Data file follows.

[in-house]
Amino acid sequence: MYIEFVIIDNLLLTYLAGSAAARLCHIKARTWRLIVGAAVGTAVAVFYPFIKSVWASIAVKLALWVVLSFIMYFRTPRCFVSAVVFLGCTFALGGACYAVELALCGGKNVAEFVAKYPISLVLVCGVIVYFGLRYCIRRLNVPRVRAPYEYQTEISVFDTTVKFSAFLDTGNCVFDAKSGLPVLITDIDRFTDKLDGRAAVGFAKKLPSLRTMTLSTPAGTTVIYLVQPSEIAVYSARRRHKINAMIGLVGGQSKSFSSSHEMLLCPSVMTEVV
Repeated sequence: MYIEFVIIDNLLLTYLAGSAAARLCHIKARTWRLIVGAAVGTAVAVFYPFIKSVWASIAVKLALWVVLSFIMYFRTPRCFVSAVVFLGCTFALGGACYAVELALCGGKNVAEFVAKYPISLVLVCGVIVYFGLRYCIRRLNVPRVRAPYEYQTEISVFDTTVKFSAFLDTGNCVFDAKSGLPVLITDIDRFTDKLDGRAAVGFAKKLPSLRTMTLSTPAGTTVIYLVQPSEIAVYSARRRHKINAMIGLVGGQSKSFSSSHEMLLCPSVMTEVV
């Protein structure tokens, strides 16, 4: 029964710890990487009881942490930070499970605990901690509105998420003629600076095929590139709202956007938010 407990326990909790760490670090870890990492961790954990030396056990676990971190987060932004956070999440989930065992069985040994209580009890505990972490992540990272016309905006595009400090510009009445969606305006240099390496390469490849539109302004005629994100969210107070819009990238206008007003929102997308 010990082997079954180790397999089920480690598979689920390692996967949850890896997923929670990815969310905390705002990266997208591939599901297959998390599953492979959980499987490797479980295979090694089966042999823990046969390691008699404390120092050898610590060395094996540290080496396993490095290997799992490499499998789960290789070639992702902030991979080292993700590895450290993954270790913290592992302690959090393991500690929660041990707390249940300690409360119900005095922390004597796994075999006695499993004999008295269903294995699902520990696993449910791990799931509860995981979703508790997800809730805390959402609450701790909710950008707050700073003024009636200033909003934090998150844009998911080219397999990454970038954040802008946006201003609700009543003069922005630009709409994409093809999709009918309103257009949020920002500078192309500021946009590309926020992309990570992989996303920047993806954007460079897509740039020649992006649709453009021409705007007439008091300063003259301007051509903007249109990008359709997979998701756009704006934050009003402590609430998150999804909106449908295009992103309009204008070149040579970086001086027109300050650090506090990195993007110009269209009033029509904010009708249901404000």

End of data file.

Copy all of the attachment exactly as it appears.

[in-house]
Amino acid sequence: MYIEFVIIDNLLLTYLAGSAAARLCHIKARTWRLIVGAAVGTAVAVFYPFIKSVWASIAVKLALWVVLSFIMYFRTPRCFVSAVVFLGCTFALGGACYAVELALCGGKNVAEFVAKYPISLVLVCGVIVYFGLRYCIRRLNVPRVRAPYEYQTEISVFDTTVKFSAFLDTGNCVFDAKSGLPVLITDIDRFTDKLDGRAAVGFAKKLPSLRTMTLSTPAGTTVIYLVQPSEIAVYSARRRHKINAMIGLVGGQSKSFSSSHEMLLCPSVMTEVV
Repeated sequence: MYIEFVIIDNLLLTYLAGSAAARLCHIKARTWRLIVGAAVGTAVAVFYPFIKSVWASIAVKLALWVVLSFIMYFRTPRCFVSAVVFLGCTFALGGACYAVELALCGGKNVAEFVAKYPISLVLVCGVIVYFGLRYCIRRLNVPRVRAPYEYQTEISVFDTTVKFSAFLDTGNCVFDAKSGLPVLITDIDRFTDKLDGRAAVGFAKKLPSLRTMTLSTPAGTTVIYLVQPSEIAVYSARRRHKINAMIGLVGGQSKSFSSSHEMLLCPSVMTEVV
């Protein structure tokens, strides 16, 4: 029964710890990487009881942490930070499970605990901690509105998420003629600076095929590139709202956007938010 407990326990909790760490670090870890990492961790954990030396056990676990971190987060932004956070999440989930065992069985040994209580009890505990972490992540990272016309905006595009400090510009009445969606305006240099390496390469490849539109302004005629994100969210107070819009990238206008007003929102997308 010990082997079954180790397999089920480690598979689920390692996967949850890896997923929670990815969310905390705002990266997208591939599901297959998390599953492979959980499987490797479980295979090694089966042999823990046969390691008699404390120092050898610590060395094996540290080496396993490095290997799992490499499998789960290789070639992702902030991979080292993700590895450290993954270790913290592992302690959090393991500690929660041990707390249940300690409360119900005095922390004597796994075999006695499993004999008295269903294995699902520990696993449910791990799931509860995981979703508790997800809730805390959402609450701790909710950008707050700073003024009636200033909003934090998150844009998911080219397999990454970038954040802008946006201003609700009543003069922005630009709409994409093809999709009918309103257009949020920002500078192309500021946009590309926020992309990570992989996303920047993806954007460079897509740039020649992006649709453009021409705007007439008091300063003259301007051509903007249109990008359709997979998701756009704006934050009003402590609430998150999804909106449908295009992103309009204008070149040579970086001086027109300050650090506090990195993007110009269209009033029509904010009708249901404000």